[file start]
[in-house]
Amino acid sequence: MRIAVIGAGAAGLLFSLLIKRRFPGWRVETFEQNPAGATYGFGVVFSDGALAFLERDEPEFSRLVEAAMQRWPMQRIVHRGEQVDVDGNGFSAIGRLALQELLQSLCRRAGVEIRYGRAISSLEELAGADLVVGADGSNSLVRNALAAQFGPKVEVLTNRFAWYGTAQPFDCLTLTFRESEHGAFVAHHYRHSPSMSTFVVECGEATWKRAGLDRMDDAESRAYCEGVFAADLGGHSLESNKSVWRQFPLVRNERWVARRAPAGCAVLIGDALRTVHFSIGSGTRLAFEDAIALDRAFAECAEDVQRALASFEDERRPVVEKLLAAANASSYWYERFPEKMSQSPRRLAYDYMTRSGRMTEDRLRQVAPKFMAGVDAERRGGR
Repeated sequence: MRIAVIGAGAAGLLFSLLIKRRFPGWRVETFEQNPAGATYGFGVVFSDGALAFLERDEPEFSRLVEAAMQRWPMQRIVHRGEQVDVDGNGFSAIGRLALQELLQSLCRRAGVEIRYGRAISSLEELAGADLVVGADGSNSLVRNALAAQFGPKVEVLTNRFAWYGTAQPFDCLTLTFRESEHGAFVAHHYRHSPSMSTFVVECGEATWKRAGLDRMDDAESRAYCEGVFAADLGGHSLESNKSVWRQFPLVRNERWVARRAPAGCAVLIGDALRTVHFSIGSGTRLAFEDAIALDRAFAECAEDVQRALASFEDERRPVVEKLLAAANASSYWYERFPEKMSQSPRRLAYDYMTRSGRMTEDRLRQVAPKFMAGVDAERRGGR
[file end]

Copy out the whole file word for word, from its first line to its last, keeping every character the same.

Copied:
[in-house]
Amino acid sequence: MRIAVIGAGAAGLLFSLLIKRRFPGWRVETFEQNPAGATYGFGVVFSDGALAFLERDEPEFSRLVEAAMQRWPMQRIVHRGEQVDVDGNGFSAIGRLALQELLQSLCRRAGVEIRYGRAISSLEELAGADLVVGADGSNSLVRNALAAQFGPKVEVLTNRFAWYGTAQPFDCLTLTFRESEHGAFVAHHYRHSPSMSTFVVECGEATWKRAGLDRMDDAESRAYCEGVFAADLGGHSLESNKSVWRQFPLVRNERWVARRAPAGCAVLIGDALRTVHFSIGSGTRLAFEDAIALDRAFAECAEDVQRALASFEDERRPVVEKLLAAANASSYWYERFPEKMSQSPRRLAYDYMTRSGRMTEDRLRQVAPKFMAGVDAERRGGR
Repeated sequence: MRIAVIGAGAAGLLFSLLIKRRFPGWRVETFEQNPAGATYGFGVVFSDGALAFLERDEPEFSRLVEAAMQRWPMQRIVHRGEQVDVDGNGFSAIGRLALQELLQSLCRRAGVEIRYGRAISSLEELAGADLVVGADGSNSLVRNALAAQFGPKVEVLTNRFAWYGTAQPFDCLTLTFRESEHGAFVAHHYRHSPSMSTFVVECGEATWKRAGLDRMDDAESRAYCEGVFAADLGGHSLESNKSVWRQFPLVRNERWVARRAPAGCAVLIGDALRTVHFSIGSGTRLAFEDAIALDRAFAECAEDVQRALASFEDERRPVVEKLLAAANASSYWYERFPEKMSQSPRRLAYDYMTRSGRMTEDRLRQVAPKFMAGVDAERRGGR